SacramentalismJul 16th, 2009 | By Andrew Preslar | Category: Blog Posts
Sacramentalism is a soteriological position according to which the Christian sacraments are intrinsically efficacious means of grace. It is primarily, though not exclusively, by means of the sacraments that the covenant-making, covenant-keeping God accomplishes his salvific purpose of uniting all things in Christ (Ephesians 1:7-10).
The sacramentalist affirms that God extends saving grace to mortal men by means of the sacraments of the Church, according to his sworn word of promise, because of his infinite love and mercy, through the Incarnation, Passion, Resurrection, and perpetual priestly Mediation of his only-begotten Son, Jesus Christ. This grace inwardly changes men by configuring them to Christ, purifying them of their sins, and blessing them with the gifts of divine filiation, justification, eternal life, spiritual strength, etc.
Those who reject this position have all sorts of opinions about the sacraments, but they are one in denying that the grace of God is objectively given in the Christian sacraments. Therefore, they deny that the sacraments themselves are unbreakable promises of God. For non-sacramentalists, the crux of our inward configuration to and union with Christ must be found elsewhere. This “elsewhere” turns out to be a moment of faith alone, wherein “faith” is interpreted as a psychological event to which the sacraments are extrinsically related, e.g., as mere symbols, signs, and/or seals of grace.
The sacramentalist, on the other hand, believes that the Christian sacraments are rooted in and flow from the Incarnate Son and Word of God, who is immortal for our salvation. The mystery of salvation, which consists of the loving union of God and man, is not an abstraction worked out in isolation from the material world. Believing in Christ, stepping into the divine life by “the obedience of faith,” is not merely a private, mental event. Rather, the life of grace, from baptism to eternity, is a family matter, lived in the communion of saints as fellow members of the Church, which is the mystical Body of Christ. It is therefore a theological mistake of the first order to oppose salvation by faith in Christ and salvation by means of the sacraments which Christ gave to the Church.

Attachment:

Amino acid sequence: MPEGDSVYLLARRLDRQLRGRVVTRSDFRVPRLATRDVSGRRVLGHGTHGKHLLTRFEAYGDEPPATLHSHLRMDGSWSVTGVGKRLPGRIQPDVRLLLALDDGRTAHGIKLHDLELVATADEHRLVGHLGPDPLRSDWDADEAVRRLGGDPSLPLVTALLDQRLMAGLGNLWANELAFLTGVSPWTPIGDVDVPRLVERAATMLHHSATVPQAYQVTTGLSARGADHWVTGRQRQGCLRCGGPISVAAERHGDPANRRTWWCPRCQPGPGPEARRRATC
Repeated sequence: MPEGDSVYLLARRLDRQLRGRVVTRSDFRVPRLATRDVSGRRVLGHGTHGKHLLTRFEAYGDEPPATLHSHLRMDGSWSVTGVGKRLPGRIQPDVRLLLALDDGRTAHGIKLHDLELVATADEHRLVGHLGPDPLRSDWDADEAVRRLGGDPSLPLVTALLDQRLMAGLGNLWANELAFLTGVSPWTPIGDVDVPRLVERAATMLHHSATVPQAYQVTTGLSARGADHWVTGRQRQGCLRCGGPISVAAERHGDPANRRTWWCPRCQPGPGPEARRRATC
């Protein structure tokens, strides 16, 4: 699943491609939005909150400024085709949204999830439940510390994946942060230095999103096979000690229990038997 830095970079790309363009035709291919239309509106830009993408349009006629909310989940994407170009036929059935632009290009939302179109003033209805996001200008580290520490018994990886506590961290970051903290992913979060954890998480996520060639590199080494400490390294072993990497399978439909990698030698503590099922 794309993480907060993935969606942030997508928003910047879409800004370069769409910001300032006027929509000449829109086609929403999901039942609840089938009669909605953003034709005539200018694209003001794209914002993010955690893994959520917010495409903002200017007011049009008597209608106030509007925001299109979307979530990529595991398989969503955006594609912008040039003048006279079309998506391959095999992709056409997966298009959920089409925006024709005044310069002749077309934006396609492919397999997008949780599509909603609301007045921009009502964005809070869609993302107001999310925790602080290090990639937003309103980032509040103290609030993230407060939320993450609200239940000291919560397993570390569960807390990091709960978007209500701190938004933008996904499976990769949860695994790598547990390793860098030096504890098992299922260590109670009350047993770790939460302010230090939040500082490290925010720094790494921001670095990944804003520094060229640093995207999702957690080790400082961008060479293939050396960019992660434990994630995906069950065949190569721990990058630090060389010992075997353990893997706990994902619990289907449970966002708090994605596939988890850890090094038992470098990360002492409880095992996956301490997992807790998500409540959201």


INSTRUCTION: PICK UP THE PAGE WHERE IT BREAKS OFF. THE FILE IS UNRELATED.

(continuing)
According to the Catechism of the Catholic Church,
Sacraments are “powers that comes forth” from the Body of Christ, which is ever-living and life-giving. They are actions of the Holy Spirit at work in his Body, the Church. They are “the masterworks of God” in the new and everlasting covenant. 
The following verses from the Gospel of Luke are referenced in the footnote to this paragraph of the Catechism:
On one of those days, as he was teaching, there were Pharisees and teachers of the law sitting by, who had come from every village of Galilee and Judea and from Jerusalem; and the power of the Lord was with him to heal. (5:17)
And all the crowd sought to touch him, for power came forth from him and healed them all. (6:19)
But Jesus said, ‘Some one touched me; for I perceive that power has gone forth from me.’ (8:46)
The Christian sacraments cannot come into being, or be, or be administered apart from Jesus Christ. Sacramentalists maintain that Our Lord instituted seven sacraments, which are constituted by specific material things (e.g., bread, wine, water, oil) together with his unbreakable word of promise. Jesus commanded his Apostles to administer these holy mysteries for the salvation of the world, until his coming again. The sacraments show forth and extend the new creation in Christ Jesus by communicating nothing other than the life of the Incarnate Word to mortal men, thereby transforming and translating the citizens of the world, of whatever tribe or tongue or station of life, into sons of God and citizens of the heavenly Kingdom.